How to Save a Life

It’s a new year, and yet it’s already filled with sadness and trauma. I just lost two good friends in a span of a month, and my grandpa a few months ago. It’s already tough dealing with one loss, but two more? It’s just been overwhelming. Even though I was not as close to these two friends of mine as I would like, I still cannot get over the shock and sadness I felt when I found out about what happened to them. It felt like it was just yesterday I was talking to them at the school cafeteria, doing community service with them, drinking it up at a party, practicing with them for a show, or even talking to them on Facebook. And then today, it feels weird knowing that I will never see or hear from them again.

It just sucks.

These were two great, young individuals who were loved by many, who had  big futures ahead of them, and had many more awesome memories waiting for them, but fate decided that it was their time to go. And that’s what saddens me the most. However, while coping with their passings, these series of unfortunate events has really got me thinking these past few days that really changed my perspective on life and death, and my relationships with other people.

I realized two major things that we as human beings should be reminded of each day.

1) To never take life for granted. We only have one life that comes with the mystery of “what our purpose is to live, and how long do we have to pursue or fulfill this purpose?” With that in mind, we should be grateful for each passing second, minute, hour, and day we live and breathe–to be given the opportunity to grow and pursue our dreams, and to learn more about ourselves. We never know when it will be our time… whether it will be tomorrow, or the next day, or the following day, or even right now, so we should live knowing that opportunities today may not be there tomorrow. Thus, we must take those opportunities in order to live life as much as we can and to live life for those who cannot. I’m not saying to go out there and make reckless decisions, but to appreciate the amount of time you have been given and to spend that time wisely with whatever you always wanted to do, and to make some positive changes. Therefore, we must not take life for granted, and we must not let those people who died before us to die in vain. For those who were fortunate to live on, we are their legacy.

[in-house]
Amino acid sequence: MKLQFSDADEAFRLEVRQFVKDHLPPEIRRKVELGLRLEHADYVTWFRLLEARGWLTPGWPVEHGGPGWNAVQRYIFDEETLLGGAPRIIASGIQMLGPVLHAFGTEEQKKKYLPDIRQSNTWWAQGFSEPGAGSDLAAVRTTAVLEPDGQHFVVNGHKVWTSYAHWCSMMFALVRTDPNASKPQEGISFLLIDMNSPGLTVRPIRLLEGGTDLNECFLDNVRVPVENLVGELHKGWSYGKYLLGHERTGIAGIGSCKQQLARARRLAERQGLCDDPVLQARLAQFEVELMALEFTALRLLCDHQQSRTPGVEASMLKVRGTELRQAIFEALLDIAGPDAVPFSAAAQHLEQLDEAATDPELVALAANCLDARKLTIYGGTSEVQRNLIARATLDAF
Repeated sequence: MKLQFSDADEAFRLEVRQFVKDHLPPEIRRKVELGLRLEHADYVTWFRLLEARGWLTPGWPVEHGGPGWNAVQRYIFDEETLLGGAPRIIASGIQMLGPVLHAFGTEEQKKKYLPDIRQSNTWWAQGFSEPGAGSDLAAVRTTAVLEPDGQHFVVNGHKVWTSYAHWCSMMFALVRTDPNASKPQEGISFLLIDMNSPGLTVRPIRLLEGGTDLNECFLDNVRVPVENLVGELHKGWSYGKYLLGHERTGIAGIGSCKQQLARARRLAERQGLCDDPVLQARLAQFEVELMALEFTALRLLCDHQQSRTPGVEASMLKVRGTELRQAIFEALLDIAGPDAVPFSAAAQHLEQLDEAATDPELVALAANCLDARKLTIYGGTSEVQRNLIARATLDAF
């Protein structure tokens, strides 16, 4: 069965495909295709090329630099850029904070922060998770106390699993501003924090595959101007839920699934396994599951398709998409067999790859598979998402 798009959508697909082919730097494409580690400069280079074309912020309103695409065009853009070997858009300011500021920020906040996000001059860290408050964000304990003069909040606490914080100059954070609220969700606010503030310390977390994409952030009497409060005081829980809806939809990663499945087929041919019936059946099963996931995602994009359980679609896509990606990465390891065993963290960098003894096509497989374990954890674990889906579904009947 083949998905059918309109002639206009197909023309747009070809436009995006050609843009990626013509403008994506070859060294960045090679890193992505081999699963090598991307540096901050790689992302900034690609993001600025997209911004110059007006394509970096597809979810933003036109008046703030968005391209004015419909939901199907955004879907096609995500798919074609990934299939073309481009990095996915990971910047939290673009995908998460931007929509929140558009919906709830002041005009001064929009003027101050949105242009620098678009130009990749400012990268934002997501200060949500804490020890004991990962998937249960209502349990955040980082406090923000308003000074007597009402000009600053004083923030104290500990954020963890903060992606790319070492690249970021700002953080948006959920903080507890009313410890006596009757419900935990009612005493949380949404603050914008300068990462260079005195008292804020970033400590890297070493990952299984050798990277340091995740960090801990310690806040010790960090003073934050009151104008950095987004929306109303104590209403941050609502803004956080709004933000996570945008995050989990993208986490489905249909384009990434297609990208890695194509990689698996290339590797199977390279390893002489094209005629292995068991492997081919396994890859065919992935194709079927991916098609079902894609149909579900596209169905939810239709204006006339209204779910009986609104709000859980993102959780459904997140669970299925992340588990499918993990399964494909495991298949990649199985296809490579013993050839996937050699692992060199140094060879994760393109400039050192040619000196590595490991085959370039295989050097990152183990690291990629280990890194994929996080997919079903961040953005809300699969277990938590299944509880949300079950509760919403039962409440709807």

2) Live in the present; since every moment may be a critical moment in time. A common saying that most people commonly ignore. We must not dwell too much on the past or plan too much for the future. We can learn from them and grow from them, and we can take necessary steps to go towards the direction you want to go, but we must not also forget to enjoy the present moment in time. There are times we get caught up in regret or fear that something may happen that we lose focus on what is right in front of us. And then we miss out on yet another opportunity for happiness, or to make someone else happy. If you ever watched “About Time,” the message is the same.  Each moment in time there is a chance to make positive or negative decisions that may affect how you live your life overall. No matter how big or small these decisions are they add up where even the smallest decisions can make the biggest impact in your life or someone else’s life. You can call it fate, or destiny, what have you, but know that whatever you believe in– even if you believe that your decisions are planned out for you or not–either way you have some sort of control of what the outcome may be. So let’s try to make each moment special, and just forget about all the stress and worries in your life for a brief minute and to have fun, smile, laugh or do something good or whatever makes you feel good. After all, the present is a present. Let’s enjoy and celebrate life because I’m sure the deceased would want us to.

In memory of Amando Mandap, Ray Basilio and Nick Votaw. Thanks for being great examples of how we should live our lives. And thanks for being a part of mine and other people’s lives, and making a positive impact on us. You will be missed, but you will also be celebrated. Rest in peace.


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